Since the 2008 crisis, wage growth around the world has largely been driven by growth in emerging countries. This has slowed recently, but has accelerated once more in developed countries. The International Labor Organisation’s World Report on Wages 2016/2017 confirms this.

 

A globalised economy requires a coordinated approach to wage policies around the world. In 2016, the G20 called for the implementation of macroeconomic policies aimed at stimulating significant growth in earnings as well as encouraging sustainable wage policies that better reflect the productivity gains. Indeed, in the vast majority of countries, the proportion of labour deemed to be value added has been in decline for several decades due to wage growth that has remained well below productivity. This has been the case, for example, within Germany, the United States, and China, although in these countries the wage share has rebounded somewhat in recent years.

The ILO notes that wage inequality has increased across a number of EU countries over the past few decades, but has been mitigated somewhat since 2002, and more notably in 2006.

The ILO notes that wage inequality has increased across a number of EU countries over the past few decades, but has been mitigated somewhat since 2002, and more notably in 2006. Whilst inequality between sectors and businesses has played a central role in recent developments regarding wages, such inequality cannot explain everything. An analysis of the situation in 22 European countries reveals that in 2010 wage inequality across businesses represented 42% of all wage inequality and that the issue is more pronounced in companies with a comparatively high average wage. According to the study, the situation amongst the companies which pay the highest wages is a concern, with the lowest paid 1% earning an average of 7.00 EUR per hour whilst the highest paid 1% earn more than 840.00 EUR per hour. On the other hand, the wage gap between men and women, which has reduced in general terms across Europe remains increasingly evident amongst the top earners and is expected to reach nearly 45% for those within the highest percentile of the wage distribution structure.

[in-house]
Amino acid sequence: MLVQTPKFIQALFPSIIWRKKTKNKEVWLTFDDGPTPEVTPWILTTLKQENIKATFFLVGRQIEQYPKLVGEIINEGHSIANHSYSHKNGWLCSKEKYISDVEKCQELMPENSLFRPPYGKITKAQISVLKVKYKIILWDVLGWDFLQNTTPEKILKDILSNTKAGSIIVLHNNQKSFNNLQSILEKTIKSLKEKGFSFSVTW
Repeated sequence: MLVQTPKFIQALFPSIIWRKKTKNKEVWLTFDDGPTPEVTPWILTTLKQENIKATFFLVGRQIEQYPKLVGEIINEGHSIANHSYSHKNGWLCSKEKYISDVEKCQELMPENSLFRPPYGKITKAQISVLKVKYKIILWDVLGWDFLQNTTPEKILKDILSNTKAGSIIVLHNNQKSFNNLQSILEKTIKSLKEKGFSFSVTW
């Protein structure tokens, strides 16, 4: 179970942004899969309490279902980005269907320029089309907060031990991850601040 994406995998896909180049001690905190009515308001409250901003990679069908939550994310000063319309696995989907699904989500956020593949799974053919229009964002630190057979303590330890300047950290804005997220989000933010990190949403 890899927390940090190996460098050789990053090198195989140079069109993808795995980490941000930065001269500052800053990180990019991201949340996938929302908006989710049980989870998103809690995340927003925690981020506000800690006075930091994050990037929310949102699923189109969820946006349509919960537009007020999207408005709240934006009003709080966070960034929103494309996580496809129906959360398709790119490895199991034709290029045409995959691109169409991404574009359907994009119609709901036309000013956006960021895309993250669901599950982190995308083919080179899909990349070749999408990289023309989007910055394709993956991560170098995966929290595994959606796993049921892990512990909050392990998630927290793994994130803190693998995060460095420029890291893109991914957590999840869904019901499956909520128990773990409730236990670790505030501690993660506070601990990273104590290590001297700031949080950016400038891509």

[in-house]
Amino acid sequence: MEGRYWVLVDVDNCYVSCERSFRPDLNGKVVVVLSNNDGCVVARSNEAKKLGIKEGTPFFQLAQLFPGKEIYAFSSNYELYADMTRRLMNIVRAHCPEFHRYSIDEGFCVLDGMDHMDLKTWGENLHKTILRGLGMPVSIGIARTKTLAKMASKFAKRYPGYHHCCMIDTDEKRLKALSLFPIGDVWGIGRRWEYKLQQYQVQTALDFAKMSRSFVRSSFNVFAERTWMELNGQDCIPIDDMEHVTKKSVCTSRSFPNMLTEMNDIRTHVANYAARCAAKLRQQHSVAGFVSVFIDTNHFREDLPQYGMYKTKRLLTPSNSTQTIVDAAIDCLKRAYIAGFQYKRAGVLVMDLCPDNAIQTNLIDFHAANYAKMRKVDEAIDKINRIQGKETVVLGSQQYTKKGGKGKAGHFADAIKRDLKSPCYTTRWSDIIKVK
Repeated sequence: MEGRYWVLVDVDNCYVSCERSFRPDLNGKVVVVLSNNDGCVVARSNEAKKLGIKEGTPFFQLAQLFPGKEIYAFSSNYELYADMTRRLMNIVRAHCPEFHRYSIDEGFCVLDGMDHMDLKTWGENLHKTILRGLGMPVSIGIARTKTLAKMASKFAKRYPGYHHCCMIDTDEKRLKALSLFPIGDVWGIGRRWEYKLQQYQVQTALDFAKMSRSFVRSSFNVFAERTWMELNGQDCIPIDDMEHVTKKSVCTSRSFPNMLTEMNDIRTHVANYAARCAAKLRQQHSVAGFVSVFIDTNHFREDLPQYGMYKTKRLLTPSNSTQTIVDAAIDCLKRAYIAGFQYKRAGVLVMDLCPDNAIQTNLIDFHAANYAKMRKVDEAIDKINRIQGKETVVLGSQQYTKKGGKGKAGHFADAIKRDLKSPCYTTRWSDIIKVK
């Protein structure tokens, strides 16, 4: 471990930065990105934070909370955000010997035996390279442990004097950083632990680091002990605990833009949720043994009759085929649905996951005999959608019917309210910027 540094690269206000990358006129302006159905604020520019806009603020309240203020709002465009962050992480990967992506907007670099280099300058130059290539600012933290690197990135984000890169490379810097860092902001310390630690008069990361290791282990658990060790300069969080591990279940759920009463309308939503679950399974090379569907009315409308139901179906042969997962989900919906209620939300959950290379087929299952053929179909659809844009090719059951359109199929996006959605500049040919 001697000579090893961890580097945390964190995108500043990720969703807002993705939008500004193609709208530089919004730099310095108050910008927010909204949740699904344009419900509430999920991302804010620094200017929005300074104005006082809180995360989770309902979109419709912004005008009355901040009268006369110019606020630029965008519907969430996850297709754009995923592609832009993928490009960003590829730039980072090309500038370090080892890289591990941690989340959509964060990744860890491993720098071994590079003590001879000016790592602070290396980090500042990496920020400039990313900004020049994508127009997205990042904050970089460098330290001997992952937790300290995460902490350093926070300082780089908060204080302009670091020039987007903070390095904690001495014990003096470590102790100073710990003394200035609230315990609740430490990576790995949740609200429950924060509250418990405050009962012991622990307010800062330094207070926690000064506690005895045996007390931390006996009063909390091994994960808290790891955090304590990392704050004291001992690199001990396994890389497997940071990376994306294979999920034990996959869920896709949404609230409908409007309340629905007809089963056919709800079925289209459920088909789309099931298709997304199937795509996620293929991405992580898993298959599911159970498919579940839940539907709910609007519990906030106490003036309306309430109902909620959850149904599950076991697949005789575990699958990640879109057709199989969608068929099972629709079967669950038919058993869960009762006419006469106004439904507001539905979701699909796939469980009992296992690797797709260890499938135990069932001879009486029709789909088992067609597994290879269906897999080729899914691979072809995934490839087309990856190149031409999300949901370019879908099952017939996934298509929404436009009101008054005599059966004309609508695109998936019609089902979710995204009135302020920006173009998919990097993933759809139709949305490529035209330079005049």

Most countries within the European Union have implemented statutory minimum wages, but their amounts remain quite varied.

Minimum wage and collective bargaining agreements remain the preferred instruments for simultaneously reducing cross-business and intra-business inequalities. Most countries within the European Union have implemented statutory minimum wages, but their amounts remain quite varied. Some remain particularly low when compared to national productivity or average wages. As a result, the ILO advocates the involvement of both employers and employees when determining the minimum wage and stresses the importance of the field of application alongside the implementation of regulations or other such wage agreements so that all workers, even the most vulnerable, are effectively protected. Where collective bargaining takes place at a national, sector or industry-wide level, and incorporates multiple employers coordinated across a number of different levels, inequalities between businesses and within businesses are reduced accordingly. On the other hand, where collective bargaining takes place on a narrow basis, that is, the agreement is formed at a business or establishment level, the relative effect is limited to internal inequalities within that specific entity.

New initiatives have been implemented in recent years to encourage collective bargaining and slow the advance of inter-business inequality.

New initiatives have been implemented in recent years to encourage collective bargaining and slow the advance of inter-business inequality. This includes agreements between buyers and their subcontractors to integrate all elements in the supply chain together by way of collective bargaining.

Whilst reducing internal wage inequality has also generated numerous private sector initiatives to self-regulate the salaries of senior executives often based on the concept of greater shareholder involvement. Currently there are people who want to go further than this and wish to discourage short-termism in favour of executive compensation that takes into account the long-term performance of the company concerned. It seems though that cross-business and short-term wage inequality are two sides of the same coin!